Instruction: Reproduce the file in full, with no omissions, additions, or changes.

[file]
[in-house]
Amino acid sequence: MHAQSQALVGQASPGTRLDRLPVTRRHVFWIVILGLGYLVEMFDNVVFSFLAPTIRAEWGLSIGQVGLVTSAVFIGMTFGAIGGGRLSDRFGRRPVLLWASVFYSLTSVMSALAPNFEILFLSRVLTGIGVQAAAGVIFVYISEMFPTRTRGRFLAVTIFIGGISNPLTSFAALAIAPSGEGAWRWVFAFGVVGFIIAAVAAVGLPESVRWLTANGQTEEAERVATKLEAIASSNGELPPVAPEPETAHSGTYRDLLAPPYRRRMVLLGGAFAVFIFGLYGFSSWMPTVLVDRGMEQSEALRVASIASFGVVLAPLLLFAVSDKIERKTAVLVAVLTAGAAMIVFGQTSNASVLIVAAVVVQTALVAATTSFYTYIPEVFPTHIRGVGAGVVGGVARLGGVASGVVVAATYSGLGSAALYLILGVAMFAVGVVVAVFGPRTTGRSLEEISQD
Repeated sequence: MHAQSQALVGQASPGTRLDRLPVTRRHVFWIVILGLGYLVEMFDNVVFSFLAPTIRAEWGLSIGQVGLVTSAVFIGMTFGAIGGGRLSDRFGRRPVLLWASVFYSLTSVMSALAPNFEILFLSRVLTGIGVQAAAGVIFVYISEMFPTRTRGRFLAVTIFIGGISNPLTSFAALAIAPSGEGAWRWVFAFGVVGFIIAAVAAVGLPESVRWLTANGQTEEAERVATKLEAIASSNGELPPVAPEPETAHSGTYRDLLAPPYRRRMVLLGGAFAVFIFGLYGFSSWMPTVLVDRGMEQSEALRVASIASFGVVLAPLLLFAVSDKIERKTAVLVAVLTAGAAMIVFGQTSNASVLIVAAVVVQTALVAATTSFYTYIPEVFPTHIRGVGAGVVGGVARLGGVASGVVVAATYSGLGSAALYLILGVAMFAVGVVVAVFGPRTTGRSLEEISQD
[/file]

[in-house]
Amino acid sequence: MHAQSQALVGQASPGTRLDRLPVTRRHVFWIVILGLGYLVEMFDNVVFSFLAPTIRAEWGLSIGQVGLVTSAVFIGMTFGAIGGGRLSDRFGRRPVLLWASVFYSLTSVMSALAPNFEILFLSRVLTGIGVQAAAGVIFVYISEMFPTRTRGRFLAVTIFIGGISNPLTSFAALAIAPSGEGAWRWVFAFGVVGFIIAAVAAVGLPESVRWLTANGQTEEAERVATKLEAIASSNGELPPVAPEPETAHSGTYRDLLAPPYRRRMVLLGGAFAVFIFGLYGFSSWMPTVLVDRGMEQSEALRVASIASFGVVLAPLLLFAVSDKIERKTAVLVAVLTAGAAMIVFGQTSNASVLIVAAVVVQTALVAATTSFYTYIPEVFPTHIRGVGAGVVGGVARLGGVASGVVVAATYSGLGSAALYLILGVAMFAVGVVVAVFGPRTTGRSLEEISQD
Repeated sequence: MHAQSQALVGQASPGTRLDRLPVTRRHVFWIVILGLGYLVEMFDNVVFSFLAPTIRAEWGLSIGQVGLVTSAVFIGMTFGAIGGGRLSDRFGRRPVLLWASVFYSLTSVMSALAPNFEILFLSRVLTGIGVQAAAGVIFVYISEMFPTRTRGRFLAVTIFIGGISNPLTSFAALAIAPSGEGAWRWVFAFGVVGFIIAAVAAVGLPESVRWLTANGQTEEAERVATKLEAIASSNGELPPVAPEPETAHSGTYRDLLAPPYRRRMVLLGGAFAVFIFGLYGFSSWMPTVLVDRGMEQSEALRVASIASFGVVLAPLLLFAVSDKIERKTAVLVAVLTAGAAMIVFGQTSNASVLIVAAVVVQTALVAATTSFYTYIPEVFPTHIRGVGAGVVGGVARLGGVASGVVVAATYSGLGSAALYLILGVAMFAVGVVVAVFGPRTTGRSLEEISQD